Presenting yourself and your work to a prospective employer will take practice to make your presentation flow easily. Still, it's also important to stay flexible, as everyone will have a different way of reviewing your work.
A presentation used to be a physical portfolio that you either dropped off with an employer or brought with you to present in person during an interview.
Now that portfolios are online, we need to learn how to present a digital portfolio. Here are some new things to consider, depending on how you're "meeting" with the person. Let's look at three different scenarios: in person, on the phone and on video chat.
How to Present Your Digital Portfolio at an Interview
Understand How They'd Prefer to View Your Portfolio
Before you begin, ask the interviewer if they've seen your work and if they would like you to present it to them. Sometimes interviewers will want to flip through your work on their own, which I never understood because having someone present their portfolio tells me so much about the person.
If they want you to present your whole portfolio, the two biggest variables are timing and how in-depth you go on each project. In presenting the first project, you can get a sense of both of these.
What to Say About Each Project
Start with a brief summary of what the creative brief was. (If it's for a lesser-known client, then briefly explain what the client does). Explain your role on the project, and if relevant, who the other key players were. Then explain what you're looking at on the screen, advancing to the next screen as you walk through it.
Before you present each piece, state why you're showing it. "This is my favourite campaign because the client was so much fun and encouraged us to try things we had never done before." or "This next campaign is for the same target audience that your client is selling to."
Check on Your Pacing
Give them a few seconds to look at the screen, and then move forward. If you're a copywriter, it's always a nice touch to read the copy out loud, rather than waiting for the interviewer to read it.
After the first couple of projects, ask the interviewer if you're going at a good pace if they'd like to slow down or clarify anything or just keep moving ahead. It could be that they've already seen enough and are just waiting for a break, so be sure to give them the opportunity to tell you that.
Wrapping Up the Presentation
In closing, ask if the interviewer has any questions. If he or she is a Creative Director or somebody who sees a lot of portfolios, and it seems like there's still time, you could also ask for feedback on your book. (If you make a suggested change, this is always a nice way to follow up — i.e. "I took your advice and removed the Verizon work. I really appreciate that feedback and found it very helpful." But everyone has different opinions, so don't do something if it doesn't feel right. Take it all in and then trust your gut.)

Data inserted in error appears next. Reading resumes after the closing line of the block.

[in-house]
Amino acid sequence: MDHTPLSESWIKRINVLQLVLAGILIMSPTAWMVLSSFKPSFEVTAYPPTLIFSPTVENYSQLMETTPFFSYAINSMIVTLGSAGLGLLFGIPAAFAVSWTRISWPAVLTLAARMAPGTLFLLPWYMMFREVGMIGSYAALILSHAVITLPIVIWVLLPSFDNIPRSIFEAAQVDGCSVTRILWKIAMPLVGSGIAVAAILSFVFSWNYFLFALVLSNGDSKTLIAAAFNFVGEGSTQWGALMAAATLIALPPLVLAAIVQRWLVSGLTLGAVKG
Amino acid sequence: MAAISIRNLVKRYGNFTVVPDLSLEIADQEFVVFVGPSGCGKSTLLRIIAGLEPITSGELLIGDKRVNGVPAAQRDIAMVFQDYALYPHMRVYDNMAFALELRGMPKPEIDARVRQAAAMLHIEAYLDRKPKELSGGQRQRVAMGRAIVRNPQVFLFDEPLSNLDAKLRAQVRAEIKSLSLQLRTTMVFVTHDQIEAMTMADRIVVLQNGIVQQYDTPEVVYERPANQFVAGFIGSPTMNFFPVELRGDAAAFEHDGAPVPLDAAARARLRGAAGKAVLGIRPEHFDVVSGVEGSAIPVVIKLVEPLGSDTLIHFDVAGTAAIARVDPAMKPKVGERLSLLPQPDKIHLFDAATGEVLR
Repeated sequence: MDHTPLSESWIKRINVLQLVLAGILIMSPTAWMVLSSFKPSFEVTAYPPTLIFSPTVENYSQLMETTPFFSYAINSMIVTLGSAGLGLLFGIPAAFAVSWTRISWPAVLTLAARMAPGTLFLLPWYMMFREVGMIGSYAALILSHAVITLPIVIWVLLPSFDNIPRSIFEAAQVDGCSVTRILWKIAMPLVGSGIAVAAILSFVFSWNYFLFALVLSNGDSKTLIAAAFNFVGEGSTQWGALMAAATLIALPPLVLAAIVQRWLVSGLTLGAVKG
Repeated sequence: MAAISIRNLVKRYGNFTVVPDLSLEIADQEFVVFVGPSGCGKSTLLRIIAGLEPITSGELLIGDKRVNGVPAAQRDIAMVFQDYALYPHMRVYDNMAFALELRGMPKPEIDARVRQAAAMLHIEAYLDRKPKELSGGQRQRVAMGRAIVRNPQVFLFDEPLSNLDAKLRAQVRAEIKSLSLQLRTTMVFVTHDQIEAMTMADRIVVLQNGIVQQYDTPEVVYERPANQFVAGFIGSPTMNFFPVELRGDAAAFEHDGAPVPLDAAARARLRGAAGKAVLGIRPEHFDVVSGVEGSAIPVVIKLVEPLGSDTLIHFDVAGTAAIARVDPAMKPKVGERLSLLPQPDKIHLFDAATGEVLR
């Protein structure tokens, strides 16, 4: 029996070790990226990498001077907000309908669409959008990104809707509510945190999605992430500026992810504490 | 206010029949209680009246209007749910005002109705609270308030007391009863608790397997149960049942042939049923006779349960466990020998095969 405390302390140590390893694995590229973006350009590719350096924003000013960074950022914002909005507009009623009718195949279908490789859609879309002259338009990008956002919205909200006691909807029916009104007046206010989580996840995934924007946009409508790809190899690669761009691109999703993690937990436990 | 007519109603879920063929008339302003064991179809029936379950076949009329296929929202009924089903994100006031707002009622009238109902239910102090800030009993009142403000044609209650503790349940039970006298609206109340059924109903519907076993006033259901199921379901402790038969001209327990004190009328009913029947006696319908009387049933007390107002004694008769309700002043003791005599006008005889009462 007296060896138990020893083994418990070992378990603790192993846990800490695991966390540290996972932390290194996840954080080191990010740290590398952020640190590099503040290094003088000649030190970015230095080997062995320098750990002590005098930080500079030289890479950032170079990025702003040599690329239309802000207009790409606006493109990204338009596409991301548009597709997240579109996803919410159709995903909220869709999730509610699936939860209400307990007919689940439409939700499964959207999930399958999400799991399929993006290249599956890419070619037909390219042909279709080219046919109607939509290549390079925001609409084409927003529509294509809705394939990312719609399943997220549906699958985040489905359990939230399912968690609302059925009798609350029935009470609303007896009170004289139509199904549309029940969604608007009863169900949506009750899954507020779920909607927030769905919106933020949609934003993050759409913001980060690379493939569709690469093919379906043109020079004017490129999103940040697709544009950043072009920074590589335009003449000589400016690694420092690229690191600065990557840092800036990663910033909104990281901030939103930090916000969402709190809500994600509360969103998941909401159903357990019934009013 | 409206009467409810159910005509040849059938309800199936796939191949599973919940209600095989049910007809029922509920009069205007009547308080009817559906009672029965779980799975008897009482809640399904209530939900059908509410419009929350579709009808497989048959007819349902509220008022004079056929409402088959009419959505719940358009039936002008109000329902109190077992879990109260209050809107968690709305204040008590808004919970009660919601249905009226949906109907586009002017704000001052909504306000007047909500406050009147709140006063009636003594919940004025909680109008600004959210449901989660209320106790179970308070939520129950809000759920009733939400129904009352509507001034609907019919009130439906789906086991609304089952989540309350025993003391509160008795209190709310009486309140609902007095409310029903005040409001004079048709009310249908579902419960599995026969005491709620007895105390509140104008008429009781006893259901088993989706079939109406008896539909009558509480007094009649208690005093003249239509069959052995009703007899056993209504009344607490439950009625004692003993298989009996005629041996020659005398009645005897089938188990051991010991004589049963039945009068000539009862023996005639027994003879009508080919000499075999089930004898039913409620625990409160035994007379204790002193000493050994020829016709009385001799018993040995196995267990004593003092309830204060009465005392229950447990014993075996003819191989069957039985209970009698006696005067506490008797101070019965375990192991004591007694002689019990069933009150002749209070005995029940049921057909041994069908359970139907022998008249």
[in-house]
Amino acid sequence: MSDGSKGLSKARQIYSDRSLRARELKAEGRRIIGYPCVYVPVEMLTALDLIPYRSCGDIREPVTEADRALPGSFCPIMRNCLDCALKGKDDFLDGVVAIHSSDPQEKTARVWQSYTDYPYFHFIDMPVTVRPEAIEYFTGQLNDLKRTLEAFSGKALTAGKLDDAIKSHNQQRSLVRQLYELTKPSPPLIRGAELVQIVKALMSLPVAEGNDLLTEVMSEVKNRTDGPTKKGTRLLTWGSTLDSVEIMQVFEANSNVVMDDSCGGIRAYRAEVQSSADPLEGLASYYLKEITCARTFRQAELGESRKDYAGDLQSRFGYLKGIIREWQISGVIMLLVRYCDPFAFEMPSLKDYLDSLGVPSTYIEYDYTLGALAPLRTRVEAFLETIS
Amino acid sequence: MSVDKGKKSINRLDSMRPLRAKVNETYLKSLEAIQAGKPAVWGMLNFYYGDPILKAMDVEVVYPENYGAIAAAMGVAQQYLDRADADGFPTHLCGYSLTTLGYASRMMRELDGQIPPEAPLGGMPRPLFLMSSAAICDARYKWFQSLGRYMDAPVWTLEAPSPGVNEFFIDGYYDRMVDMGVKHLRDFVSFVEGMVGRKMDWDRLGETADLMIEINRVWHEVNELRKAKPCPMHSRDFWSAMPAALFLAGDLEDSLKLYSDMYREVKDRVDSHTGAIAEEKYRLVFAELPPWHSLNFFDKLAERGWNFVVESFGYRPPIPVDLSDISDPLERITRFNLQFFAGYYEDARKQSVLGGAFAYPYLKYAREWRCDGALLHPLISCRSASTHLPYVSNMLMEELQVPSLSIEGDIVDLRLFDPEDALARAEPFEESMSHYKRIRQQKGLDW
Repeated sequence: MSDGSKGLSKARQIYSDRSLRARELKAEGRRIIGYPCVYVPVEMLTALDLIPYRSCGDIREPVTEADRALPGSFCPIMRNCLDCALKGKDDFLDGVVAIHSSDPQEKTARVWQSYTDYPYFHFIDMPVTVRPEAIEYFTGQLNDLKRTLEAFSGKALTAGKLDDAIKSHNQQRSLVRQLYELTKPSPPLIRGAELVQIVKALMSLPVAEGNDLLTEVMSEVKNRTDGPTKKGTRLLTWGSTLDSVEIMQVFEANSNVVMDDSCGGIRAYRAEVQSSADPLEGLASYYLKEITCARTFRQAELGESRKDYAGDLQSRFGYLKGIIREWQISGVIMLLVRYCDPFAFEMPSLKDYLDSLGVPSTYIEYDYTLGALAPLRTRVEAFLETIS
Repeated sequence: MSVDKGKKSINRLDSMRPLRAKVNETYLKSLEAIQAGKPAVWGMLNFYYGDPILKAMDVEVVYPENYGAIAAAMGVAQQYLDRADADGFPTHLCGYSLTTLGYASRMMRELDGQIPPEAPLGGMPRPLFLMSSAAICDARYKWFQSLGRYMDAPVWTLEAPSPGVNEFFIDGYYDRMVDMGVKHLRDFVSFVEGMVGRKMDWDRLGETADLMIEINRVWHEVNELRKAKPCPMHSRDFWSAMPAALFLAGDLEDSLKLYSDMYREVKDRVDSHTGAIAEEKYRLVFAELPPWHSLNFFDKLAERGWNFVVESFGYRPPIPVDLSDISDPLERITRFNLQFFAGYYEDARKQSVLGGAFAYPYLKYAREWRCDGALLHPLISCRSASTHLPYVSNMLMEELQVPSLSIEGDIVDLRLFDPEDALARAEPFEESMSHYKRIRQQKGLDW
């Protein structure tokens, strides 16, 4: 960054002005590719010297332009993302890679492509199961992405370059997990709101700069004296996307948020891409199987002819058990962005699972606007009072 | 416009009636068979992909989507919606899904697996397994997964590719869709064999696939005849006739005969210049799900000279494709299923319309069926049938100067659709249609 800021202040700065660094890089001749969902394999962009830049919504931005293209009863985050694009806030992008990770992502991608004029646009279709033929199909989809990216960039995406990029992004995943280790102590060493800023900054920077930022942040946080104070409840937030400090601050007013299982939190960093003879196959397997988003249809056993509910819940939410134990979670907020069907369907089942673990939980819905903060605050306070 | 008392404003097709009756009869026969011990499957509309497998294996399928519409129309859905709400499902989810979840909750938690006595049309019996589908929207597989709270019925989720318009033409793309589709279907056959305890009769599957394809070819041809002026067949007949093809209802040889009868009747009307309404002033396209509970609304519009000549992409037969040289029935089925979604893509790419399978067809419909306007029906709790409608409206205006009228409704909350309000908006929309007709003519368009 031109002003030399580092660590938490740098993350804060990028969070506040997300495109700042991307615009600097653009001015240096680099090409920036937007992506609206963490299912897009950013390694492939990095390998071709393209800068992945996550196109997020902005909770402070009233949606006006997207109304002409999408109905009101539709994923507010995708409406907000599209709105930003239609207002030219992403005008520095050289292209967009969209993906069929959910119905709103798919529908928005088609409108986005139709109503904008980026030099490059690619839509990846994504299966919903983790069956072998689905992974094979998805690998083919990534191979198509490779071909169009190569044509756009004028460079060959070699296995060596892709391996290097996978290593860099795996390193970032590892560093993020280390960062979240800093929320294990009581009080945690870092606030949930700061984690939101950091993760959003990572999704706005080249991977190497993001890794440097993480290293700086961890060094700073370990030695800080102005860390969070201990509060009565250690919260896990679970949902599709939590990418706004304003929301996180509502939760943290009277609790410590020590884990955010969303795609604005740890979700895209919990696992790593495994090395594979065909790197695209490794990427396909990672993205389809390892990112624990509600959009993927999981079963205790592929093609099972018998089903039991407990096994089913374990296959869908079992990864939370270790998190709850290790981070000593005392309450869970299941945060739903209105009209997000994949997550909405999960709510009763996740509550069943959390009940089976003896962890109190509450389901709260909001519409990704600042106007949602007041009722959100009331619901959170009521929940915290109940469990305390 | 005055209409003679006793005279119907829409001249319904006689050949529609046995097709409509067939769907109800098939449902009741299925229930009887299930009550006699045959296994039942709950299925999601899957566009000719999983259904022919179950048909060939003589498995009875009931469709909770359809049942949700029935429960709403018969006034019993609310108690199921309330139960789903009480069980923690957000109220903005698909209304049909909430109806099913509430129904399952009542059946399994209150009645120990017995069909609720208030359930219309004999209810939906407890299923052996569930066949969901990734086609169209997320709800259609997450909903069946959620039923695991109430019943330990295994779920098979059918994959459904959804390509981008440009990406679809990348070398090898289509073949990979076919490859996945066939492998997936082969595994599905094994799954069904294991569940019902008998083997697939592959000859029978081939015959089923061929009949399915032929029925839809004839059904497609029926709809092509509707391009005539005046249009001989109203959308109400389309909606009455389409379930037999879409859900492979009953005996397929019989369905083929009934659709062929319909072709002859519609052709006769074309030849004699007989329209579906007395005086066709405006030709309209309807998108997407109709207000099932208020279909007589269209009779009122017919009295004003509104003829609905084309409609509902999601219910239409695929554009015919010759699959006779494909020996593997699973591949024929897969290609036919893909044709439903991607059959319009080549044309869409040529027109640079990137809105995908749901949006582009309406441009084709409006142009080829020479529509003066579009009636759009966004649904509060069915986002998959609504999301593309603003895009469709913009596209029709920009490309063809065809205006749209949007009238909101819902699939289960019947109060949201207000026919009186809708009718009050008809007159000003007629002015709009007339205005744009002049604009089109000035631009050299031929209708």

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What does a Digital Portfolio Look Like?
It's also important to consider the format of your portfolio. Right now, a mobile tablet presentation is a favoured format. A laptop format is also acceptable, but somehow it is not quite as sexy as a presentation on the tablet.
Putting together a PDF specifically for the company that you're meeting with is ideal for catering to their needs. If you don't know exactly what they're looking for, then do a PDF of your online work. Do not assume that there will be wifi available to get to your online portfolio during your interview.
I know that seems a little old school, but if you're meeting with an old-school HR person, they will appreciate this. (In fact, on that note, always prepare a PDF copy of your resume too.)
Have additional pieces of your work available that you could easily pull if requested or if it seems appropriate. The keyword here is "easily" because nobody wants to sit there while you look for something and you don't want to get flustered as you look.
If you're interviewing for something print or packaging related, bring in a few physical examples to show. It's always nice to see the real thing. But do this only if it's potentially relevant for the job.
What Should You Include in a Digital Portfolio?
You won't always be asked to present your whole portfolio, so be prepared with well-chosen examples if they ask you to show a few. Some possible pieces to include:
Your favourite project — and why it's your choice.
This can be an opportunity to show a more personal side, and maybe it was a client you loved working with, an industry you're passionate about, or a situation that you really had to prove yourself in. What exactly it mattered less than the story you create around it.
What you're most proud of — and why.